Aphex Twin: Cheetah

Harnessing older sounds into something that sounds modern, the Cheetah EP transforms grotesque synth into something that sounds human.
Aphex Twin

Aphex Twin (the alias of Richard D James) is a genius of drum programming and tone colour, and he’s made some of the most evocative albums ever. His best albums of the 1990s harnessed the available technologies into music that gets better with age (rather than ever sounds dated). And what’s most surprising is that he’s been so unanimously accepted into the rock[-based] canon. Perhaps it’s because the drum programming of stuff like “4” and “Windowlicker” hits harder than the drums of rock stuff, or perhaps it’s because his music isn’t as repetitious as electronic music is often criticized of being; instead, it’s constantly in [slow] flux. It could also be because the classical music Aphex Twin enjoys—such as Erik Satie and John Cage—are the classical composers that rock-based listeners also gravitate towards. Also, his music is, by turns, warm, humorous, detached, and beautiful. To say that he differs from other electronic artists because his music is emotional is a disservice; he differs from all music, electronic or otherwise, for that same reason.

The Cheetah EP announces its intentions with its ’70s-looking cover and font, as well as its title of an infamously difficult to play and grotesque-sounding synth. Naturally, that description probably appealed to him, as the sequence finds him harnessing older sounds into something that sounds modern and transforming a grotesque synth into something that sounds human. I, for one, am happy to receive the two short 30-second tracks in the middle, which speak to all of that I just wrote about: “CHEETA1b ms800”, for example, finds itself alone in deep, uncomfortable space before the rising synth at the end pops up like the sun.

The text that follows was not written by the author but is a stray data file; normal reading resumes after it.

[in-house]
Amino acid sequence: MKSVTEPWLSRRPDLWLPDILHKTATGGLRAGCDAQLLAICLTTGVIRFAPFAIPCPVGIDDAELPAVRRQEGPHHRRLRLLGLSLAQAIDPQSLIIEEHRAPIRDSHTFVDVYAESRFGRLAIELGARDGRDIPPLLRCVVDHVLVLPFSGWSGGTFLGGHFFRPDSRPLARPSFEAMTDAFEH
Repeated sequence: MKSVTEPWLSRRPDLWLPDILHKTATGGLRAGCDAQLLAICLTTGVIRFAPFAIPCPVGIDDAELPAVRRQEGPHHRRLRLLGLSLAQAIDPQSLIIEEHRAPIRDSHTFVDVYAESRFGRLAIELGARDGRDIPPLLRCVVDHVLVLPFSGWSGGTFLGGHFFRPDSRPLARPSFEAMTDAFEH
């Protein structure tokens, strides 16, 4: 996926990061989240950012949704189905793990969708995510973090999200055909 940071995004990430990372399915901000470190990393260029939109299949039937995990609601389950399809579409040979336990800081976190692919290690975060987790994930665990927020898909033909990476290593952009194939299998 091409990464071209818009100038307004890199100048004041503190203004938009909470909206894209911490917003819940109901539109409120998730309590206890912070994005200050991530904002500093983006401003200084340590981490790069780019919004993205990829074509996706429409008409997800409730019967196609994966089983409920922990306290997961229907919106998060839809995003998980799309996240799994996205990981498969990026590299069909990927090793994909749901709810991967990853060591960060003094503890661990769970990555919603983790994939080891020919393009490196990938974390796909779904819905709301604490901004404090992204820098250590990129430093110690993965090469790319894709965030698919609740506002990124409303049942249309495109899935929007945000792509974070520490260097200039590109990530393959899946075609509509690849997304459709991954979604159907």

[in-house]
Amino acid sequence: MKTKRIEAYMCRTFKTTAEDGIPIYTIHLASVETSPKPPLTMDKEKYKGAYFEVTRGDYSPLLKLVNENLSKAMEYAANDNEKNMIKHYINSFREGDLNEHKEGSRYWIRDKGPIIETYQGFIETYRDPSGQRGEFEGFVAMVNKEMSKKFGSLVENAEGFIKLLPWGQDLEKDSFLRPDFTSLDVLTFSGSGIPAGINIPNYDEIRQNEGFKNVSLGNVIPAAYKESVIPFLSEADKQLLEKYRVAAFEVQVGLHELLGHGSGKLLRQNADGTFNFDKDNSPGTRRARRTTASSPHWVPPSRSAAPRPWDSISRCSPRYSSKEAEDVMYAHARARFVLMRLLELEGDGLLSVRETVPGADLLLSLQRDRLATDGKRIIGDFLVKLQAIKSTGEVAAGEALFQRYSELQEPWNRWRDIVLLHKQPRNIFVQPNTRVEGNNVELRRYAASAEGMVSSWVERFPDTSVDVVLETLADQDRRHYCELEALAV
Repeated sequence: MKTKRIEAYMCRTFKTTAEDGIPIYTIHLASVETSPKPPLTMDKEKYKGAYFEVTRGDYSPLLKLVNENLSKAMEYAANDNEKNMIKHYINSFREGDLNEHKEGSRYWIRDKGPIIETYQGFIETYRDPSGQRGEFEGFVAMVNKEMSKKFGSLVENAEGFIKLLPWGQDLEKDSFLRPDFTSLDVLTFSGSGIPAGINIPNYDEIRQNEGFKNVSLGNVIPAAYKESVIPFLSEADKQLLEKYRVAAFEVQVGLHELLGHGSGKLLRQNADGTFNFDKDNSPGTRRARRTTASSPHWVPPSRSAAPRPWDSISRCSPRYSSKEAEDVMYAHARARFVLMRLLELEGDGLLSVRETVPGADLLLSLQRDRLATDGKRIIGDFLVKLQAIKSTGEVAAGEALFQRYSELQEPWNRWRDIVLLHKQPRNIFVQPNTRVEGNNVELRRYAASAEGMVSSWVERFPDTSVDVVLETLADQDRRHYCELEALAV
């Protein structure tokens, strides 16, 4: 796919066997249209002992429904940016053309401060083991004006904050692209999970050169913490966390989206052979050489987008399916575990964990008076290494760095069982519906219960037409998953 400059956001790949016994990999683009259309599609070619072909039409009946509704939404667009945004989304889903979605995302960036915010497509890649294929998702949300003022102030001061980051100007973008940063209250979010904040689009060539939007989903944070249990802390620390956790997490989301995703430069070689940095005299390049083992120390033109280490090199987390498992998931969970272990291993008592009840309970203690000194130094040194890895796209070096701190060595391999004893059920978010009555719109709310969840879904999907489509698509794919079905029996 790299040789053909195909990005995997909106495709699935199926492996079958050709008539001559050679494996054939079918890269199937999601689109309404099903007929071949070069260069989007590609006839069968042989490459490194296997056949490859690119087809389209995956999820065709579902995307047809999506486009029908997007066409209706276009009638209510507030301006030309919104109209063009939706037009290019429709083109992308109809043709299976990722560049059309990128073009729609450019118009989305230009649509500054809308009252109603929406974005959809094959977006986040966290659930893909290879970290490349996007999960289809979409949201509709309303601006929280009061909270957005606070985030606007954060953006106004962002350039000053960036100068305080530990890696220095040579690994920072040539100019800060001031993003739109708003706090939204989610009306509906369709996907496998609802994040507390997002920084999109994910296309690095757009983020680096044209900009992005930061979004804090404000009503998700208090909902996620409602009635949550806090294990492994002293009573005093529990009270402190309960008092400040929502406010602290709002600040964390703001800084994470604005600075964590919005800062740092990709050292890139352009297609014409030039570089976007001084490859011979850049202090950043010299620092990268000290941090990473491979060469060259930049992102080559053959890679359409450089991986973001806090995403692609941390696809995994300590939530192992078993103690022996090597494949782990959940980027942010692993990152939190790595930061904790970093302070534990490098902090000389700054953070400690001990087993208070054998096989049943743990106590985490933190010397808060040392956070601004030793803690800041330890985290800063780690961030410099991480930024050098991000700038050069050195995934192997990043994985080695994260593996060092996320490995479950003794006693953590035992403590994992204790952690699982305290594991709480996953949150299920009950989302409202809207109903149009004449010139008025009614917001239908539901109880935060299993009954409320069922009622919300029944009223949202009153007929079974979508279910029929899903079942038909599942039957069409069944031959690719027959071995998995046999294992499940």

And the other five tracks, totaling more than half an hour (which is longer than some albums), make for arguably his best package since his return. I get the feeling that the only way this guy can make waves if he releases another album by way of Syro for people to really sink their teeth into; I haven’t much anything at all being said about this one, and reading lukewarm reviews of the EP and certain criticisms makes me wonder if we’re listening to the same thing. Lack of variety? Just compare the sleeper-beat of “CHEETAH2 [Ld spectrum]” to the odd-sounding and heavier drum hits throughout “CHEETAHT7b”.

Other details that stick out are the contrast between the legato synth melody and the staccato bass on “CIRKLON3 [ Колхозная mix]”, not to mention the counterpoint between the three voices on “CIRKLON 1” (one pointillist synth in the high-end, one in the low end, and one sustained synth adding colour). There’s also the thick drum smacks of closer “2X202-ST5” and how invigorating every drum-roll is, to say nothing of the bass-line there. There’s not a single weak track, so the bottom line is that if there’s been a better EP released this year, I haven’t heard it. But feel free to recommend me one.

RATING 8 / 10